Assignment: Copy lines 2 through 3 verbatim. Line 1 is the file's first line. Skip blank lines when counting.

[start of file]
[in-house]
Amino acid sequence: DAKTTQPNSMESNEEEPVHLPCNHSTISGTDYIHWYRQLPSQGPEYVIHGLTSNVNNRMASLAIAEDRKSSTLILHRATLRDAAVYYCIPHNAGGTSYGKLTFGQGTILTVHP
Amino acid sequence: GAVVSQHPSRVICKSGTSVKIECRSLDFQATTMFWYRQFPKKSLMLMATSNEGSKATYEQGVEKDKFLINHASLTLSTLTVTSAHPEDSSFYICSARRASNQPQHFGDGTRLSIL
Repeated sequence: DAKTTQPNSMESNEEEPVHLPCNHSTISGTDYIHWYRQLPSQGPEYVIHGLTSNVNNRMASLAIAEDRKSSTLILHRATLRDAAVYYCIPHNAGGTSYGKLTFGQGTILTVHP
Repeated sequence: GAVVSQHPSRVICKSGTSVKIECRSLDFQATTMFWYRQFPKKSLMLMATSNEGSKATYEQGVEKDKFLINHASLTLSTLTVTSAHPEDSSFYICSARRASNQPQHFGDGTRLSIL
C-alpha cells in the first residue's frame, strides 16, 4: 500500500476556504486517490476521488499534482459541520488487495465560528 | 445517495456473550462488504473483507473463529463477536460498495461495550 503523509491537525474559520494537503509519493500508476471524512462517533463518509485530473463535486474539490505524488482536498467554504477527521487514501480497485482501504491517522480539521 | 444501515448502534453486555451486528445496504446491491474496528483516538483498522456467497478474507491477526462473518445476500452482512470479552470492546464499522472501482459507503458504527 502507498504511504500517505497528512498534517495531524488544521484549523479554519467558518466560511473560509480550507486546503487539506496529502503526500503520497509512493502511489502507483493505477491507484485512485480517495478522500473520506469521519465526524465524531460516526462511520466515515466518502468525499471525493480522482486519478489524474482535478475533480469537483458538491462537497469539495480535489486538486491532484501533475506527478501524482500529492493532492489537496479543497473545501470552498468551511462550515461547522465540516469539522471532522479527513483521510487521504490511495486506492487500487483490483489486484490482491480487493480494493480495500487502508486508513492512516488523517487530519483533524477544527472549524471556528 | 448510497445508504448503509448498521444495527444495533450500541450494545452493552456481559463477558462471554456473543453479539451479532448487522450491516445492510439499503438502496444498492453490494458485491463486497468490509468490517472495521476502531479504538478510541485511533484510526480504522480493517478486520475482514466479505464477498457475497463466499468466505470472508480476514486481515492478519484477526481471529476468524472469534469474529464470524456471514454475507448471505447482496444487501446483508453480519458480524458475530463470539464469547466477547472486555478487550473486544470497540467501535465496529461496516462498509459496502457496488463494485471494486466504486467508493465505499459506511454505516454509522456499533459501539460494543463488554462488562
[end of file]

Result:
Amino acid sequence: DAKTTQPNSMESNEEEPVHLPCNHSTISGTDYIHWYRQLPSQGPEYVIHGLTSNVNNRMASLAIAEDRKSSTLILHRATLRDAAVYYCIPHNAGGTSYGKLTFGQGTILTVHP
Amino acid sequence: GAVVSQHPSRVICKSGTSVKIECRSLDFQATTMFWYRQFPKKSLMLMATSNEGSKATYEQGVEKDKFLINHASLTLSTLTVTSAHPEDSSFYICSARRASNQPQHFGDGTRLSIL